As well as her iconic role as Rachel Green in the hit TV show Friends, Jennifer Aniston has been building a sustainable movie career. She stars in independent films as well as big blockbusters and has played a range of characters in different careers, from shop assistant to executive to stripper. She often plays down on their luck characters struggling to get ahead in their careers and her characters have taught me some valuable lessons. Here are some career lessons I learned from Jennifer Aniston movies:
Don’t be ashamed of your personal circumstances
In Picture Perfect, Jennifer plays an advertising executive who is passed over for promotion because she isn’t seen as ’stable’ enough; i.e., she is single with no ties. To combat this, Jennifer’s character invents a new life for herself where she has a fiancée. Ultimately, it ends in disaster. Ignoring the fact that there is blatant discrimination going on in the movie, it still teaches us to work to obtain career goals on your own merit, regardless of what your personal situation is.
Priorities sometimes change in your career
In Marley and Me, Jennifer plays a woman who is struggling to balance her career with her two young children. As she puts it, “When I’m at work I want to be here, and when I’m here I can’t stop thinking about the office.” She feels like she is doing both jobs half way. It’s a good lesson though. Sometimes, there is no shame in admitting that priorities have changed and your career may not be as big a motivator as it once was.
It’s ok to take a day to yourself once in a while
In The Break-up, when Jennifer’s character breaks up with her boyfriend she arrives at work looking terrible (well, as terrible as Jennifer Aniston can look) and her mind was definitely not on the job. Her boss instructed her to go home, take a day to be sad and then come back tomorrow composed and ready for business. It’s not bad advice. Sometimes personal issues can get in the way of work and when our mind is elsewhere, we’re unlikely to do our best work.
Don’t get stuck in a career rut
The Good Girl was a 2002 indie movie in which Jennifer played a shop assistant who was bored with her mundane job. She was literally going through the motions whilst dreaming of a better career, but never actually doing anything about it. In fact, she describes her job as “a prison”. This movie taught me to never get to the stage in a job where you literally hate going in. Always look for the challenges in a job and if you feel you have gotten everything out of it that you can, it’s time to look for something else. Staying in a job where you feel bored will only make you bitter and resentful.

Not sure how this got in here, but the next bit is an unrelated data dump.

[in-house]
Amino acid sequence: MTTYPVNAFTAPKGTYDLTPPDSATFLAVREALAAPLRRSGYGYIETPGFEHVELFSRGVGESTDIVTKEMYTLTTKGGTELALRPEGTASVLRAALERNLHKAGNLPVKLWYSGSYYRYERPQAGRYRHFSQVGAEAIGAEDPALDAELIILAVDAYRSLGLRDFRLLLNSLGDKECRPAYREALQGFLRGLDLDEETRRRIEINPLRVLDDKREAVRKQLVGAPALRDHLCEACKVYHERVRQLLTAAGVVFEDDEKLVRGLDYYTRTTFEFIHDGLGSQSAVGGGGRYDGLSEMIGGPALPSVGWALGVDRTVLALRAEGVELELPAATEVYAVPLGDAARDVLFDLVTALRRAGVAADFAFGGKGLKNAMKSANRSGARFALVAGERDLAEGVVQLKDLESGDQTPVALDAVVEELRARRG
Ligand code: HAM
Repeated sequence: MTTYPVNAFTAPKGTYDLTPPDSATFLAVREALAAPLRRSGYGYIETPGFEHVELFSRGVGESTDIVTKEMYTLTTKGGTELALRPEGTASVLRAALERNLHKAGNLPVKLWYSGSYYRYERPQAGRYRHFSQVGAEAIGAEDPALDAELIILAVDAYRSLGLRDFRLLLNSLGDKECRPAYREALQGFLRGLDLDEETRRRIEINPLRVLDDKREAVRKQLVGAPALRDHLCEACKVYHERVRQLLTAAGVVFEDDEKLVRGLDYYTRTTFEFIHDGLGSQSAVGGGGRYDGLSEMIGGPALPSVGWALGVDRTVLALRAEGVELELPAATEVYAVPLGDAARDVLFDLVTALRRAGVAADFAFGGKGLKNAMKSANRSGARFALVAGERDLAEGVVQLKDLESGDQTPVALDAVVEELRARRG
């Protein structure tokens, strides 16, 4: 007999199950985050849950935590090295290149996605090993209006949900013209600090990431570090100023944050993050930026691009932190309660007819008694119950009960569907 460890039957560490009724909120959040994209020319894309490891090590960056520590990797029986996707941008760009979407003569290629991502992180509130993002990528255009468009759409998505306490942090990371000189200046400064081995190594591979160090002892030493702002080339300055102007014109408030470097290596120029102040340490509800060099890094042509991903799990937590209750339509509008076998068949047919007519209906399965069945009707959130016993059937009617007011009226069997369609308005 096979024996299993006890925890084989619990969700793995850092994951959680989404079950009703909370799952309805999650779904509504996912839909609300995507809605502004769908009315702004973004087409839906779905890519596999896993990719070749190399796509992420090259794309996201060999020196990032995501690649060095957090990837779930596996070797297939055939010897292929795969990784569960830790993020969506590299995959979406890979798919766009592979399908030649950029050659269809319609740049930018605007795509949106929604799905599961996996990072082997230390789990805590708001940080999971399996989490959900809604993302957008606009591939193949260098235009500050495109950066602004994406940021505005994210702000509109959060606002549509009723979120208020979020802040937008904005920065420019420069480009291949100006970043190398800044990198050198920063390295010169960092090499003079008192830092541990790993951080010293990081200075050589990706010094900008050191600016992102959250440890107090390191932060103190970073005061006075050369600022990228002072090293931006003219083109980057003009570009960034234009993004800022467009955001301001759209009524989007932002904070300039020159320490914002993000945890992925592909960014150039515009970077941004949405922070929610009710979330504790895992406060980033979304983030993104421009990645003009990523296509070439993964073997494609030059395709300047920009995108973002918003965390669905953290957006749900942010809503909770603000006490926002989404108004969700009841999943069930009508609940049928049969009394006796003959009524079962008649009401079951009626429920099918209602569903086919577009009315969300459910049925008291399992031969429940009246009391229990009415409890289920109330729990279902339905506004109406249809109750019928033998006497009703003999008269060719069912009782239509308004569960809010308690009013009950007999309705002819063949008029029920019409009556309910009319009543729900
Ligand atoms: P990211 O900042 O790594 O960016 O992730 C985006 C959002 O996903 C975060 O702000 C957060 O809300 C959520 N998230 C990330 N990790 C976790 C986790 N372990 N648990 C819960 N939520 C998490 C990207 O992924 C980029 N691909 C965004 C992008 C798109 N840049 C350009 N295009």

Not all of the ideas your boss comes up with are good ones
The movie Just go with it saw Jennifer play a long-suffering secretary who is convinced by her boss to pose as his soon to be ex-wife to allow him to attract a new girlfriend. Understandably, this ends in disaster. It teaches us that no matter how much we look up to our boss, not every idea they have is worth following. Everyone comes up with plans once in a while that are ridiculous or won’t work, so if you don’t agree with what your boss is planning, raise your concerns in a constructive way.
Don’t make rash decisions that you will regret later
In one of Jennifer’s more obscure movies, Office Space, she plays a waitress who is constantly being berated by her boss for not “using her flair” to express herself. Unfortunately, she then chooses to express herself by swearing at him and quitting her job. Whether it was the right decision or not, make sure you know what you’re doing before you make a snap decision. If possible, take time to think things over instead of reacting instantly to something that happens.
Off-screen, Jennifer has enjoyed a pretty fascinating career herself, making the difficult transition from TV star to movie star. It’s true to say that Jennifer has had some varying success with some of the movies she has picked, however even those which failed to make an impact at the box office can teach us lessons we can translate to our own career. And, as Jennifer herself says, “There are no regrets in life, just lessons.”